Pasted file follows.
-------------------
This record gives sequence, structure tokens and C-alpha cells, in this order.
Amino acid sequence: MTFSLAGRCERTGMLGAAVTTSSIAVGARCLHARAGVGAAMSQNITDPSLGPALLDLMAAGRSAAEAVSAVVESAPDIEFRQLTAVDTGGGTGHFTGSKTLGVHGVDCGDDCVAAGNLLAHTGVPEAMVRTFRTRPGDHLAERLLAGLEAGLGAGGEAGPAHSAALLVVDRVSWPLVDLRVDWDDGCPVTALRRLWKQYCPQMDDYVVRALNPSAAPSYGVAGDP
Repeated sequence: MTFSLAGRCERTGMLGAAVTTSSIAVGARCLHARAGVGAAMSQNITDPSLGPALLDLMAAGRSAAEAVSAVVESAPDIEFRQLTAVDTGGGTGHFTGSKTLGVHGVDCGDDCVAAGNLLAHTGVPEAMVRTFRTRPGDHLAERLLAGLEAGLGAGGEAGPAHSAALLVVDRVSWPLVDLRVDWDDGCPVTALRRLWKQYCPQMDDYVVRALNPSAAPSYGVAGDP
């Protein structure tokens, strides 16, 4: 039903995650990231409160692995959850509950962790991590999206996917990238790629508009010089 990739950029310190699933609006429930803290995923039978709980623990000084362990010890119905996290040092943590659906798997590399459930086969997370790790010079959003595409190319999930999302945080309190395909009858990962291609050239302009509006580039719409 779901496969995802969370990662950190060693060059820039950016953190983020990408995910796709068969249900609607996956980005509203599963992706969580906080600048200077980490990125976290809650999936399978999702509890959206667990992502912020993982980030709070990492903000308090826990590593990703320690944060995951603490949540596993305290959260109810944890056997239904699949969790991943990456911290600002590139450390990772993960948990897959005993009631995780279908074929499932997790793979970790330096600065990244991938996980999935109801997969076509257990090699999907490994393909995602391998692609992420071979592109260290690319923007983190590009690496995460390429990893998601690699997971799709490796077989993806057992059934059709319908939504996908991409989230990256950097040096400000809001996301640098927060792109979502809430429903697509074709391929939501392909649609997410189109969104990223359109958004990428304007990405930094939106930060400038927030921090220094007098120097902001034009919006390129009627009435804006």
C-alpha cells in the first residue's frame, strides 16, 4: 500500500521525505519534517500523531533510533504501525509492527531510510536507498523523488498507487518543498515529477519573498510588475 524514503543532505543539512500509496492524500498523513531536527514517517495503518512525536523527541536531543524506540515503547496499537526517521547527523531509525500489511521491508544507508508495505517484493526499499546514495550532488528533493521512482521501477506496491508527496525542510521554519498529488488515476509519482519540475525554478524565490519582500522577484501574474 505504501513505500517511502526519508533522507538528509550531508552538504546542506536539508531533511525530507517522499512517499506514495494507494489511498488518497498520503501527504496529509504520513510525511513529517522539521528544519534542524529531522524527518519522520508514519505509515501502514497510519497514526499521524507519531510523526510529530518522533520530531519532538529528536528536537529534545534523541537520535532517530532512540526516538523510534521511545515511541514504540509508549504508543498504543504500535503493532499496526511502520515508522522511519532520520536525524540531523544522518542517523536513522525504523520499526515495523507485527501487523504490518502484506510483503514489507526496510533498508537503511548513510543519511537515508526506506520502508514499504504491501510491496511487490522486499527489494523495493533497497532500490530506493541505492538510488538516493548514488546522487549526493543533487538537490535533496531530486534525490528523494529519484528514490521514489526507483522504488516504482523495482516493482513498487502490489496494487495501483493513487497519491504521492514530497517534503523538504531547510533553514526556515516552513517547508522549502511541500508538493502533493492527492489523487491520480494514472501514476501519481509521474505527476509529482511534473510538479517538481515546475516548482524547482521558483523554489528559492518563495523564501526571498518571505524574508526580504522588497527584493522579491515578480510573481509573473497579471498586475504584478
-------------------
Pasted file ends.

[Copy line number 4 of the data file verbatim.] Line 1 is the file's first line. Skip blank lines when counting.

């Protein structure tokens, strides 16, 4: 039903995650990231409160692995959850509950962790991590999206996917990238790629508009010089 990739950029310190699933609006429930803290995923039978709980623990000084362990010890119905996290040092943590659906798997590399459930086969997370790790010079959003595409190319999930999302945080309190395909009858990962291609050239302009509006580039719409 779901496969995802969370990662950190060693060059820039950016953190983020990408995910796709068969249900609607996956980005509203599963992706969580906080600048200077980490990125976290809650999936399978999702509890959206667990992502912020993982980030709070990492903000308090826990590593990703320690944060995951603490949540596993305290959260109810944890056997239904699949969790991943990456911290600002590139450390990772993960948990897959005993009631995780279908074929499932997790793979970790330096600065990244991938996980999935109801997969076509257990090699999907490994393909995602391998692609992420071979592109260290690319923007983190590009690496995460390429990893998601690699997971799709490796077989993806057992059934059709319908939504996908991409989230990256950097040096400000809001996301640098927060792109979502809430429903697509074709391929939501392909649609997410189109969104990223359109958004990428304007990405930094939106930060400038927030921090220094007098120097902001034009919006390129009627009435804006």